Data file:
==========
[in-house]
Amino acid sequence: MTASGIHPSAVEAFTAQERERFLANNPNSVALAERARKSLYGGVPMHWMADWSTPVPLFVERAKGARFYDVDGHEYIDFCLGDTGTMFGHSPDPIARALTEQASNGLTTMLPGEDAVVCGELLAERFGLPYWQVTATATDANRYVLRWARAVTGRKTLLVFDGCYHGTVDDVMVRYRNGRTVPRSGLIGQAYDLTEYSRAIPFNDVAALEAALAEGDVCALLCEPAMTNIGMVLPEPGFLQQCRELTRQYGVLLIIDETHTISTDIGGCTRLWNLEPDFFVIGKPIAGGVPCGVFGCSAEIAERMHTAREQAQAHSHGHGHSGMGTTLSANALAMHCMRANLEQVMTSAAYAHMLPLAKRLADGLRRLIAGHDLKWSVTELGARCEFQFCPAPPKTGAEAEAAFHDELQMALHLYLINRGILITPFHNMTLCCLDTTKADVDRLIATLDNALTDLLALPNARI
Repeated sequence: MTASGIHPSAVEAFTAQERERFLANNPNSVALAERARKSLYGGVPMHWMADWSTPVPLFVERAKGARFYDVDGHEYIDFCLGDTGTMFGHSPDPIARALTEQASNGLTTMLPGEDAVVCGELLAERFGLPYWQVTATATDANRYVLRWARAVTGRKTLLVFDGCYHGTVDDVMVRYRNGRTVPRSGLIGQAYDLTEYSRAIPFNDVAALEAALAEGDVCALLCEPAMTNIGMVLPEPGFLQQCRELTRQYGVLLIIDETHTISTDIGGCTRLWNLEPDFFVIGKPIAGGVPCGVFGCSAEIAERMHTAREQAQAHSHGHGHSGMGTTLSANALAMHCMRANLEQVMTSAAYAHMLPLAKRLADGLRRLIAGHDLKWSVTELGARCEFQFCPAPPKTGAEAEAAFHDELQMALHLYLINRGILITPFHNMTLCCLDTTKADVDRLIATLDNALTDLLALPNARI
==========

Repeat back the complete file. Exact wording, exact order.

[in-house]
Amino acid sequence: MTASGIHPSAVEAFTAQERERFLANNPNSVALAERARKSLYGGVPMHWMADWSTPVPLFVERAKGARFYDVDGHEYIDFCLGDTGTMFGHSPDPIARALTEQASNGLTTMLPGEDAVVCGELLAERFGLPYWQVTATATDANRYVLRWARAVTGRKTLLVFDGCYHGTVDDVMVRYRNGRTVPRSGLIGQAYDLTEYSRAIPFNDVAALEAALAEGDVCALLCEPAMTNIGMVLPEPGFLQQCRELTRQYGVLLIIDETHTISTDIGGCTRLWNLEPDFFVIGKPIAGGVPCGVFGCSAEIAERMHTAREQAQAHSHGHGHSGMGTTLSANALAMHCMRANLEQVMTSAAYAHMLPLAKRLADGLRRLIAGHDLKWSVTELGARCEFQFCPAPPKTGAEAEAAFHDELQMALHLYLINRGILITPFHNMTLCCLDTTKADVDRLIATLDNALTDLLALPNARI
Repeated sequence: MTASGIHPSAVEAFTAQERERFLANNPNSVALAERARKSLYGGVPMHWMADWSTPVPLFVERAKGARFYDVDGHEYIDFCLGDTGTMFGHSPDPIARALTEQASNGLTTMLPGEDAVVCGELLAERFGLPYWQVTATATDANRYVLRWARAVTGRKTLLVFDGCYHGTVDDVMVRYRNGRTVPRSGLIGQAYDLTEYSRAIPFNDVAALEAALAEGDVCALLCEPAMTNIGMVLPEPGFLQQCRELTRQYGVLLIIDETHTISTDIGGCTRLWNLEPDFFVIGKPIAGGVPCGVFGCSAEIAERMHTAREQAQAHSHGHGHSGMGTTLSANALAMHCMRANLEQVMTSAAYAHMLPLAKRLADGLRRLIAGHDLKWSVTELGARCEFQFCPAPPKTGAEAEAAFHDELQMALHLYLINRGILITPFHNMTLCCLDTTKADVDRLIATLDNALTDLLALPNARI